(Jon Turteltaub, USA, 1996)


George (John Travolta) is a small-town Everyman in the Frank Capra mould.

He is such an innocent guy that when he murmurs to the object of his desire Lace (Kyra Sedgwick), "I'd love to get my hands on your carburetor", he is not even talking dirty.

One night George is zapped by a light in the sky – a phenomenon that could be an alien visitation or a perceptual hallucination. From that point, he rapidly becomes brilliant, devouring Einstein and the Kama Sutra at a single sitting.

For a while, Phenomenon appears to be an ugly fable about the need for poor, homely Americans to acquire the cultural capital of education and sophistication – a Pretty Woman (1990) for guys.

But, eventually, the ultra-gifted George becomes an Edward Scissorhands (1990) hero-type: outcast, maligned, hounded by the media, probed by cold-hearted scientists, treated even by his friends as a freak.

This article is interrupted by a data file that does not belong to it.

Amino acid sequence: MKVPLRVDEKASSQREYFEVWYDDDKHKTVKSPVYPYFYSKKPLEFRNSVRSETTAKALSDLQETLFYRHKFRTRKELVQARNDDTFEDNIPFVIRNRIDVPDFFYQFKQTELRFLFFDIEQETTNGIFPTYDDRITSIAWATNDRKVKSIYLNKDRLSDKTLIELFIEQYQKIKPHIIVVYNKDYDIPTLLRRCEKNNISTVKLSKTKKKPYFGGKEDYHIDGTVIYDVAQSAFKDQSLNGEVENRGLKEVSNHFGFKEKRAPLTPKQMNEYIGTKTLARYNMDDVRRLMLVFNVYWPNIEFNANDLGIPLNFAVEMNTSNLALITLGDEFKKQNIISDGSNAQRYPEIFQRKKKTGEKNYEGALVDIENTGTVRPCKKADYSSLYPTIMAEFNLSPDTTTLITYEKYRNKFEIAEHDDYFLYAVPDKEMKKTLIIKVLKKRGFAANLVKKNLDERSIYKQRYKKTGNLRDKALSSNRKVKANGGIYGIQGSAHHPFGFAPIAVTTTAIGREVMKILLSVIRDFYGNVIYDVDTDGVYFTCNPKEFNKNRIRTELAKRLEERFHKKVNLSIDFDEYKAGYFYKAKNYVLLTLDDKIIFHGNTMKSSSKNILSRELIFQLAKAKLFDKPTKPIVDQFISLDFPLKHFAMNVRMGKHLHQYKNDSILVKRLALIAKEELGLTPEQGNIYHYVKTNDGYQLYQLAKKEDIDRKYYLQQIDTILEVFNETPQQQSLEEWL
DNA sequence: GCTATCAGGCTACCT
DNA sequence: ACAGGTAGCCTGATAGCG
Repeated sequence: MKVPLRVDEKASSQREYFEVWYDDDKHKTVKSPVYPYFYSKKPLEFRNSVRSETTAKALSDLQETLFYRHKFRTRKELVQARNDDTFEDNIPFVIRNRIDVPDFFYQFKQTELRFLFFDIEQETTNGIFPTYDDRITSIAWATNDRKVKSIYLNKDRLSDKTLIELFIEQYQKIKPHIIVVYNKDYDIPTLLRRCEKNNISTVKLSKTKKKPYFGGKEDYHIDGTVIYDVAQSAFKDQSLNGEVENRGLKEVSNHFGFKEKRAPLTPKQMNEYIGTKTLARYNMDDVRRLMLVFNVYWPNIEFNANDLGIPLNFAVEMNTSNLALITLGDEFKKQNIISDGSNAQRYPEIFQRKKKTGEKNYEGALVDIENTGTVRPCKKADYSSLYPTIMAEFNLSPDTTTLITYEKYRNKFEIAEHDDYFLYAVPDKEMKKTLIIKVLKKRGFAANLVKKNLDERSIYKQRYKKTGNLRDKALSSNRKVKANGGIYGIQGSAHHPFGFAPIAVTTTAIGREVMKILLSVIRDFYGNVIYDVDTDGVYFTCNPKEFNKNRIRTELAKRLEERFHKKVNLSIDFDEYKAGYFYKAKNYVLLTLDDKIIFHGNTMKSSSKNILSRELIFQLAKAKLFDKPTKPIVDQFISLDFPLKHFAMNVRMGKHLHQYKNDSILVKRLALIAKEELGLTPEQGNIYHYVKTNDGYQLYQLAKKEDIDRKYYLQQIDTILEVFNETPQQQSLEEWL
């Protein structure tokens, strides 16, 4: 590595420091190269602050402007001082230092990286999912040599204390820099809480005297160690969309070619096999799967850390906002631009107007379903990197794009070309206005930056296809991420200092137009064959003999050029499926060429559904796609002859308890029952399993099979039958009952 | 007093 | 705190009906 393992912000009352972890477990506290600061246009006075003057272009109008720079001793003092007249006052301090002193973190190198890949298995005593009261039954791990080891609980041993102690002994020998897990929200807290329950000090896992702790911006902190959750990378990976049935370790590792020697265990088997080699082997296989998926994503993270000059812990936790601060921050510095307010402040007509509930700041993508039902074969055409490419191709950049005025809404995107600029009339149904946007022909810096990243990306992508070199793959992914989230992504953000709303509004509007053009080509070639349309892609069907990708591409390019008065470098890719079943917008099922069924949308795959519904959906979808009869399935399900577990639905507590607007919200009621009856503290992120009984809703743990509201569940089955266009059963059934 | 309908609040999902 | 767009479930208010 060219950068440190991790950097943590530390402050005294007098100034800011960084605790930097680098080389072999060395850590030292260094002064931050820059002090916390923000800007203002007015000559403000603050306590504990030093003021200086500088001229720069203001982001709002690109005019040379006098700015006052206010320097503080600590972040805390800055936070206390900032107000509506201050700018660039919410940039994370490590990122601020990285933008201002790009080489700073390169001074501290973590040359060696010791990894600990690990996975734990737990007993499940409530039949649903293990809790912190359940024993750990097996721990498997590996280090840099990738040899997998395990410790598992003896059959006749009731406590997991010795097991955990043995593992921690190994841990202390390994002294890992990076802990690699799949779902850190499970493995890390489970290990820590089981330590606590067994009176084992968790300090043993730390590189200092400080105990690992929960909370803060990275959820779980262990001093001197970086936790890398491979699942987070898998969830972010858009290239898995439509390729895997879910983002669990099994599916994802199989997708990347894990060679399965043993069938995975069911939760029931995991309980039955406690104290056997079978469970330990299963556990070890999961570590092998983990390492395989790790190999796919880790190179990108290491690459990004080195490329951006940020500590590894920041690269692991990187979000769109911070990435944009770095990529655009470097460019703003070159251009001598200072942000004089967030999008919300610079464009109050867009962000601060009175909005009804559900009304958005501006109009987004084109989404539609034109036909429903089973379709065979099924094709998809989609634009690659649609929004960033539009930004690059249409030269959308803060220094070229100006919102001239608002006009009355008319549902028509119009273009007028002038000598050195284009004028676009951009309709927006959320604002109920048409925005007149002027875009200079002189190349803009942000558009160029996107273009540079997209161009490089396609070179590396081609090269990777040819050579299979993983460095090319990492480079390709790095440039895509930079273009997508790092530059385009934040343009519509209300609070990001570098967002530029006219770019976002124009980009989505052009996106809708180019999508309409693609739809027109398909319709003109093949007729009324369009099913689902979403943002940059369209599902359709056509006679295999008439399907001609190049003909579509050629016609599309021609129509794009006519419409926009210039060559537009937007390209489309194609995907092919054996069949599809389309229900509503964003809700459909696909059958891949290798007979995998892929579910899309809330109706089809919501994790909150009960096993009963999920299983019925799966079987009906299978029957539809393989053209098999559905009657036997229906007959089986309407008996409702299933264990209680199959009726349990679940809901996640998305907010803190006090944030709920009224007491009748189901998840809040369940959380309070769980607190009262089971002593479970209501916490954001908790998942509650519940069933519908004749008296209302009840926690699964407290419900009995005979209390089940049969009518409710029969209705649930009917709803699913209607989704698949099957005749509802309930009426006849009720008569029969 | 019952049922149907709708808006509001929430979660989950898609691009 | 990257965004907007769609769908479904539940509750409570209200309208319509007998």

As directed flatly by Jon Turteltaub (Cool Runnings, 1993), Phenomenon eventually reveals its spiritual, New Age aspirations. Like the hero of the much more interesting Powder (1995), George starts mumbling about divine energy sources, the future of the planet, and the "light within".

We see George constantly scribbling in a pad what he cryptically refers to as "possibilities" for the human race. Unfortunately, the only time in this weak film that the hero actually tries to impart his new-found wisdom to a young boy, all he manages is this philosophical gem: "Everything is on its way to somewhere."

MORE Turtletaub: Instinct, While You Were Sleeping

© Adrian Martin August 1996

Film Critic: Adrian Martin
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